A 23-year-old Singaporean woman has become the first person to be charged in the country under the new laws for dealing illegally in BTC. The authorities claim that she facilitated money laundering by processing BTC purchases for cyber criminals.
The suspect is alleged to have facilitated the illegal transactions between February 27 and 28 this year. She received 13 fund transfers from unknown parties amounting to SGD 3,350 ($2,412). She then used the funds to buy BTC and sent it to the unknown parties. According to the police, she received a commission for her activities.
Upon investigations, the police discovered that the money she received to buy the BTC was proceeds of crime from victims of online scams.
The woman, whose name was withheld, doesn’t have a license to facilitate digital currency transactions. As a result, Singaporean authorities have charged her for violating Section 5 of the Payment Services Act 2019. The newly-enacted law bars Singaporeans from facilitating digital currency transactions unless they have obtained a license from the regulators.
The woman will face up to three years behind bars if convicted of her crime, a fine of up to $90,000, or both.
The Payment Services Act came into effect in January this year, finally bringing the digital currency industry under the prevailing anti-money laundering and counter-terrorist financing rules. The Act came into effect just weeks after the EU’s Fifth Anti-Money Laundering Directive (AMLD5).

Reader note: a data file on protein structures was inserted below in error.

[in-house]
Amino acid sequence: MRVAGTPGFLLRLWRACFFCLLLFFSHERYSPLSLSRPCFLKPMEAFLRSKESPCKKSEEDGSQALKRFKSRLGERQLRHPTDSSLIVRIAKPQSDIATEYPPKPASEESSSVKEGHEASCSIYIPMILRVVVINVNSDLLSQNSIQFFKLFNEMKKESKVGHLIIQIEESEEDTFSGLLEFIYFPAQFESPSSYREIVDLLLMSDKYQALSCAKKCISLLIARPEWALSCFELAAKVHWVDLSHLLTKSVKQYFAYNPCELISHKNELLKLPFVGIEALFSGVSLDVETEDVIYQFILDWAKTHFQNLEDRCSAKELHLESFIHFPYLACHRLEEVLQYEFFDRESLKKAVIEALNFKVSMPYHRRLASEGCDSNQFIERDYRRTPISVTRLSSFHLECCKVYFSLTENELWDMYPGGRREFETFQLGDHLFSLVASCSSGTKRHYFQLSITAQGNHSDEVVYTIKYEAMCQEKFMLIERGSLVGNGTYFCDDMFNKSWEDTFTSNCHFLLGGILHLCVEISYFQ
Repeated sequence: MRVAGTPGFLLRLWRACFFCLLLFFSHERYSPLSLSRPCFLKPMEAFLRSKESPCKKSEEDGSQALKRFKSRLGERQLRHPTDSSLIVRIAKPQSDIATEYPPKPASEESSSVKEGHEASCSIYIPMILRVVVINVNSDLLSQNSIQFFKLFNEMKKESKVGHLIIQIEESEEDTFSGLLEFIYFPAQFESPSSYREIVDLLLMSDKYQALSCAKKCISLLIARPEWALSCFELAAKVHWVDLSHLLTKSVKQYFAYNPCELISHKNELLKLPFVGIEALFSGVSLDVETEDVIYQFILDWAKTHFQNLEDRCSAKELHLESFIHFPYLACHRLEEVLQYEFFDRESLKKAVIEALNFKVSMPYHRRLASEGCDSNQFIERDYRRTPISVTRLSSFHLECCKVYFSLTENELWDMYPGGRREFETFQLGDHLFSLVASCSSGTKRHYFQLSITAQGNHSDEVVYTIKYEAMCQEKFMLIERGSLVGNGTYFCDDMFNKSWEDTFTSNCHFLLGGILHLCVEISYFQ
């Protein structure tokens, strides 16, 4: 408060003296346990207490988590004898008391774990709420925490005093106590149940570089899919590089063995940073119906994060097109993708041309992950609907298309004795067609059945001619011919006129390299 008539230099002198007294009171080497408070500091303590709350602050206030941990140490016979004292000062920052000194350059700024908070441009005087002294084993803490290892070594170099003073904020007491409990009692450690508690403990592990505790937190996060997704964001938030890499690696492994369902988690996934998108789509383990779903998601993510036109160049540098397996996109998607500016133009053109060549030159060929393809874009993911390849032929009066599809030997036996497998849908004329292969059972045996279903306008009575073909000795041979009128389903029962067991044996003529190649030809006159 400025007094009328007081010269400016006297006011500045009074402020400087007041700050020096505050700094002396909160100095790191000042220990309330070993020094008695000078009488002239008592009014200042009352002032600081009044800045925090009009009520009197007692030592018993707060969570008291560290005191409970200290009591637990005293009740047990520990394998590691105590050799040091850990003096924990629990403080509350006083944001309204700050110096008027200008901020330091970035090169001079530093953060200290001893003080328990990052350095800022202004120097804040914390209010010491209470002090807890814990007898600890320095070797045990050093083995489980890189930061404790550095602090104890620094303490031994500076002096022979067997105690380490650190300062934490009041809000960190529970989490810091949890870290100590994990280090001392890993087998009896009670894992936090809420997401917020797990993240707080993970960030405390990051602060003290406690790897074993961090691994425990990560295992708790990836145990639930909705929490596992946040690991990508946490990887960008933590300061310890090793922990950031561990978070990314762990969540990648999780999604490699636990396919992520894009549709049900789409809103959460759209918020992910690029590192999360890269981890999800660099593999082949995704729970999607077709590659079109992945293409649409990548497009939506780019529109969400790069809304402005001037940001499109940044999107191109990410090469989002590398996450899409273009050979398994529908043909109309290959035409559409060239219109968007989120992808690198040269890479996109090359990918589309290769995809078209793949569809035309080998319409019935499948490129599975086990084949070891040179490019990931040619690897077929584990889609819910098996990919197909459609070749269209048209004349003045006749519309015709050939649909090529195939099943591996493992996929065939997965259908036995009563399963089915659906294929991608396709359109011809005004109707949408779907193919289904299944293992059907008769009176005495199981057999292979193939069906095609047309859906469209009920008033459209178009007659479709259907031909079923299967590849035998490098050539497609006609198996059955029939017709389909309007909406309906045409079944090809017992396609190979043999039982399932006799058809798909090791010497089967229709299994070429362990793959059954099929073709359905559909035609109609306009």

With the enactment of the Act, digital currency service providers had to apply for registration and for an operating license. The exchanges were given a month to file applications from the Monetary Authority of Singapore (MAS).
As the MAS revealed, it had received hundreds of applications from exchanges, wallets and other service providers. In March, the MAS stated that it would grant some regulatory relief to the operators due to the COVID-19 pandemic. It allowed them to operate without the license until July 28, but only if they had applied for the license during the designated period. The relief allowed companies like Alibaba, Bitgo, Binance, Ripple and Coinbase to continue operating in the Asian financial hub until the grace period ends.
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